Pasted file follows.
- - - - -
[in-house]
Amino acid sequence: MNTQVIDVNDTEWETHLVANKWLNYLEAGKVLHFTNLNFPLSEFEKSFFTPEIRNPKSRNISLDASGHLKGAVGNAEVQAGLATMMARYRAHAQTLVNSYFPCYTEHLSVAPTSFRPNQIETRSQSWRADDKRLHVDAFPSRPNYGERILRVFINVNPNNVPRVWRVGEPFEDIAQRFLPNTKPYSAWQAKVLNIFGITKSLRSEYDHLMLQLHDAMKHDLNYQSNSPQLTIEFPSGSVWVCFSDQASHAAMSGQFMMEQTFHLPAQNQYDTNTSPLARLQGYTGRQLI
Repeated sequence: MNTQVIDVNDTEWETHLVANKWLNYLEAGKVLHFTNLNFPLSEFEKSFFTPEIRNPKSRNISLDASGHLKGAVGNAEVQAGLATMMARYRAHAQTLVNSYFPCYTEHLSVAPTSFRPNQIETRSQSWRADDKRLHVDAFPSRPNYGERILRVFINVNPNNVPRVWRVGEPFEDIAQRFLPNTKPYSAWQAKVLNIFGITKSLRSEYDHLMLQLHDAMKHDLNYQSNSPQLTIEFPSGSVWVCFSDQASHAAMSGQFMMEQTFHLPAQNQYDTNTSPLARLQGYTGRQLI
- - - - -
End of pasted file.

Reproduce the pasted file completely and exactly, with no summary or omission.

[in-house]
Amino acid sequence: MNTQVIDVNDTEWETHLVANKWLNYLEAGKVLHFTNLNFPLSEFEKSFFTPEIRNPKSRNISLDASGHLKGAVGNAEVQAGLATMMARYRAHAQTLVNSYFPCYTEHLSVAPTSFRPNQIETRSQSWRADDKRLHVDAFPSRPNYGERILRVFINVNPNNVPRVWRVGEPFEDIAQRFLPNTKPYSAWQAKVLNIFGITKSLRSEYDHLMLQLHDAMKHDLNYQSNSPQLTIEFPSGSVWVCFSDQASHAAMSGQFMMEQTFHLPAQNQYDTNTSPLARLQGYTGRQLI
Repeated sequence: MNTQVIDVNDTEWETHLVANKWLNYLEAGKVLHFTNLNFPLSEFEKSFFTPEIRNPKSRNISLDASGHLKGAVGNAEVQAGLATMMARYRAHAQTLVNSYFPCYTEHLSVAPTSFRPNQIETRSQSWRADDKRLHVDAFPSRPNYGERILRVFINVNPNNVPRVWRVGEPFEDIAQRFLPNTKPYSAWQAKVLNIFGITKSLRSEYDHLMLQLHDAMKHDLNYQSNSPQLTIEFPSGSVWVCFSDQASHAAMSGQFMMEQTFHLPAQNQYDTNTSPLARLQGYTGRQLI